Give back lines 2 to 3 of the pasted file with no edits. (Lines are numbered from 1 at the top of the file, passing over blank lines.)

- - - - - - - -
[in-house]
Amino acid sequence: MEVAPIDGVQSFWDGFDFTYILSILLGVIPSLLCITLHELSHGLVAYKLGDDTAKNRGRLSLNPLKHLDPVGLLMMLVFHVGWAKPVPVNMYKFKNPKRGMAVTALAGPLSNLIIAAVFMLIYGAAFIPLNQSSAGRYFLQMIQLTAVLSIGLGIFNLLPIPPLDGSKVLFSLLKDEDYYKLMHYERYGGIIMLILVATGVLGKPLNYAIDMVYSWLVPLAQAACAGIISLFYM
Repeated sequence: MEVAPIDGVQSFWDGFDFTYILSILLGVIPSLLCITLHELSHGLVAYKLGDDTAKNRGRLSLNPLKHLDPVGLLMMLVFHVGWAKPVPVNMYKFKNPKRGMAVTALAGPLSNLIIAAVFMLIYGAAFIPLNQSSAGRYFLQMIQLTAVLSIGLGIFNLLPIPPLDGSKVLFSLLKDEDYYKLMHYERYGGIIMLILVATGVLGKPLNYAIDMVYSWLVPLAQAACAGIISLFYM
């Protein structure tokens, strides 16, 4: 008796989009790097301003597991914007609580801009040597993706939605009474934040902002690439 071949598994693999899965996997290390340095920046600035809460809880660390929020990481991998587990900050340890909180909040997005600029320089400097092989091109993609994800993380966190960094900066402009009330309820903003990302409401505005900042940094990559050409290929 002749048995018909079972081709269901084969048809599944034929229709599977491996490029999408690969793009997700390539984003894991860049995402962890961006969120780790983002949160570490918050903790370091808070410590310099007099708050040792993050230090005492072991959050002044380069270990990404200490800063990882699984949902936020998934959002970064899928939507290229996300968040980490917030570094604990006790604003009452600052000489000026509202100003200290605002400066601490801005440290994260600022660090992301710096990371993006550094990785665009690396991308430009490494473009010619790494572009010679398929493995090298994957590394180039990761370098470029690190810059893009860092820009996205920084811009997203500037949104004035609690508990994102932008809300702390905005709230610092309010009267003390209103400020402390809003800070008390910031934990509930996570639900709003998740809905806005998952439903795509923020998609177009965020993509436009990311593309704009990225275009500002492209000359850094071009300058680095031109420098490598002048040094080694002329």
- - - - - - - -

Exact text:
Amino acid sequence: MEVAPIDGVQSFWDGFDFTYILSILLGVIPSLLCITLHELSHGLVAYKLGDDTAKNRGRLSLNPLKHLDPVGLLMMLVFHVGWAKPVPVNMYKFKNPKRGMAVTALAGPLSNLIIAAVFMLIYGAAFIPLNQSSAGRYFLQMIQLTAVLSIGLGIFNLLPIPPLDGSKVLFSLLKDEDYYKLMHYERYGGIIMLILVATGVLGKPLNYAIDMVYSWLVPLAQAACAGIISLFYM
Repeated sequence: MEVAPIDGVQSFWDGFDFTYILSILLGVIPSLLCITLHELSHGLVAYKLGDDTAKNRGRLSLNPLKHLDPVGLLMMLVFHVGWAKPVPVNMYKFKNPKRGMAVTALAGPLSNLIIAAVFMLIYGAAFIPLNQSSAGRYFLQMIQLTAVLSIGLGIFNLLPIPPLDGSKVLFSLLKDEDYYKLMHYERYGGIIMLILVATGVLGKPLNYAIDMVYSWLVPLAQAACAGIISLFYM